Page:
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Textile Outlook International
Issue 132:
November-December 2007

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Reports in this issue
Editorial: How Green Is Our Clothing? (3 pages)
World Trade in T-Shirts (22 pages)
Trends in world textile and clothing trade, November-December 2007 (63 pages)
World markets for textile machinery: part 3 -- finishing, November-December 2007 (23 pages)
Green Textiles and Apparel: Environmental Impact and Strategies for Improvement (22 pages)
Innovations in fibres, textiles, apparel and machinery, November-December 2007 (23 pages)

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World Trade in T-Shirts

Buy 'World Trade in T-Shirts' now 22 pages, published in Issue 132, November-December 2007  
Report price: Euro 395.00; US$ 520.00  

World trade in T-shirts has been growing at a healthy pace in recent years. Over the four years to 2006 global imports rose at an annual average rate of 14%, reaching US$26 bn.

In terms of geographical region, the largest market for T-shirts is the EU. In 2006 the EU imported US$9 bn worth of T-shirts, or more than one-third of global imports. The second largest market for T-shirts is the USA. In 2006 the country imported approximately 17% of world imports, or US$4.4 bn worth. These two regions together took more than half of global imports of T-shirts during that year. The remainder was spread over a number of countries, led by Japan and followed by Hong Kong, Canada, Australia and South Korea.

As far as the EU market is concerned, Turkey was the largest supplier by value in 2006. Imports from the country were worth Euro2.1 bn (US$2.6 bn) and represented 29% of total EU T-shirt imports during the year. Bangladesh was the second largest supplier with a 16% share of total imports. Imports from China and India, in third and fourth place respectively, were particularly impressive between 2004 and 2006. Indeed, supplies of T-shirts from India to the EU shot up by an average of 49% a year while the corresponding growth rate for China was 34%.

As far as the US market is concerned, the largest supplier by value during 2006 was Mexico, followed by Honduras, El Salvador, Haiti, the Dominican Republic and Guatemala. Collectively, these six countries accounted for 54% of US T-shirt imports during the year. Several large North American companies—such as Gildan Activewear, Hanesbrands and Delta Apparel—have invested in production facilities in these countries in the hope of profiting from low labour costs, geographical proximity, and trade preference agreements. Output from these facilities is sold to parent companies in North America, which helps export growth in the country of operation. The seventh and eighth largest suppliers of T-shirts to the USA by value in 2006 were, respectively, China and India. Both countries enjoyed particularly strong growth in the EU market between 2004 and 2006. The growth reflects an improvement in these countries’ competitiveness since the removal of quotas at the end of 2004.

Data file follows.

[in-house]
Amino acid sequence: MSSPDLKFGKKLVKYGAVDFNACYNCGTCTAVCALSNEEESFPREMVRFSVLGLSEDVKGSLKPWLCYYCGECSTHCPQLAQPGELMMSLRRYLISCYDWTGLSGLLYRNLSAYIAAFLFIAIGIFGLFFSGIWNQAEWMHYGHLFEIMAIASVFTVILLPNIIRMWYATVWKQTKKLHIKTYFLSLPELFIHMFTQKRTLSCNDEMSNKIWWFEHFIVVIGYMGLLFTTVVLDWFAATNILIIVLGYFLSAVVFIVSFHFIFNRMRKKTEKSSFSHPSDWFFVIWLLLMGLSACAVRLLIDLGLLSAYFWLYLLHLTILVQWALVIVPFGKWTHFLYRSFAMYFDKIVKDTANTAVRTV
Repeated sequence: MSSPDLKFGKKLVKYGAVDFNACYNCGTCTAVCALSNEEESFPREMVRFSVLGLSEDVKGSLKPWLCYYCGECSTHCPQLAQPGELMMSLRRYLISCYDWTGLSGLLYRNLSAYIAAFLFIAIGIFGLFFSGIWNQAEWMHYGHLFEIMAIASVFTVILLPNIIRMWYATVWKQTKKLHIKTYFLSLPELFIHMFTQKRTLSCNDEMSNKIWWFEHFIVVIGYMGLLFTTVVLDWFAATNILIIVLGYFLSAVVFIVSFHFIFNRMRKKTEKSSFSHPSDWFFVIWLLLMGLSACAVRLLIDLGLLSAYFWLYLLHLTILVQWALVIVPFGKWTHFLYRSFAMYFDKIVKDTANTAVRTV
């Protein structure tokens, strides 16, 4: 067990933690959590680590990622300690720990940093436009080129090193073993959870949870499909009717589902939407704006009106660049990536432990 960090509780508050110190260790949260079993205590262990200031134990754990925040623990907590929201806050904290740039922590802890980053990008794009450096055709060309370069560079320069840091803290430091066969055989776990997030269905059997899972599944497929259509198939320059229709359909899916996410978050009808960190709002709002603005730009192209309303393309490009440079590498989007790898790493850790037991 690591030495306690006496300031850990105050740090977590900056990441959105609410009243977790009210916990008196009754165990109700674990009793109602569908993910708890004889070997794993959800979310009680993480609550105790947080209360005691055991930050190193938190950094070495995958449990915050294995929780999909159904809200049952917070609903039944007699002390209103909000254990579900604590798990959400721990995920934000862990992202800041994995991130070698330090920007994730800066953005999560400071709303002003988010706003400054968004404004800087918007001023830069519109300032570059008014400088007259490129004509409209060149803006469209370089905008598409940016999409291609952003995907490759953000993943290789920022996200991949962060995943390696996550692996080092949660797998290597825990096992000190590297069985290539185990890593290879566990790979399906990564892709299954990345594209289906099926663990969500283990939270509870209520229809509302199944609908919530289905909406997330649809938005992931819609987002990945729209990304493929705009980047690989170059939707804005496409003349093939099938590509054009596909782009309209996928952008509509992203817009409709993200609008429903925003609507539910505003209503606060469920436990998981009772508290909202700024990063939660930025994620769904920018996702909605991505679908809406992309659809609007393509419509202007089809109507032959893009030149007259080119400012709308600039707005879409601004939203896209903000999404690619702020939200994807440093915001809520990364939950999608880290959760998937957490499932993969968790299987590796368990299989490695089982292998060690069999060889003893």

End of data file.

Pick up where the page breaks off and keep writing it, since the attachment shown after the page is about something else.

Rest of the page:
Table of Contents
World Trade in T-Shirts
  • Summary
  • Global Imports of T-Shirts
  • Major T-Shirt Importing Countries
  • EU Imports of T-Shirts
  • US Imports of T-Shirts
  • Profiles of Three Major T-Shirt Companies in North America: Gildan Activewear, Hanesbrands and Delta Apparel

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Six times a year, Textile Outlook International provides up to 200 pages of intelligence, expert analysis and insight on the global textile and clothing industry.
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Each issue provides an authoritative source of information on key industry topics, including: circularity; cotton; environmental sustainability; fibre prices; innovation; production and consumption forecasts; imports and exports; industry giants and emerging brands; international trade fairs; key geographical markets; recommerce; retail; supply chains; textile and clothing trade; textile machinery; trade and production trends; world markets; and yarn and fabric manufacturing.

A single issue of Textile Outlook International includes:

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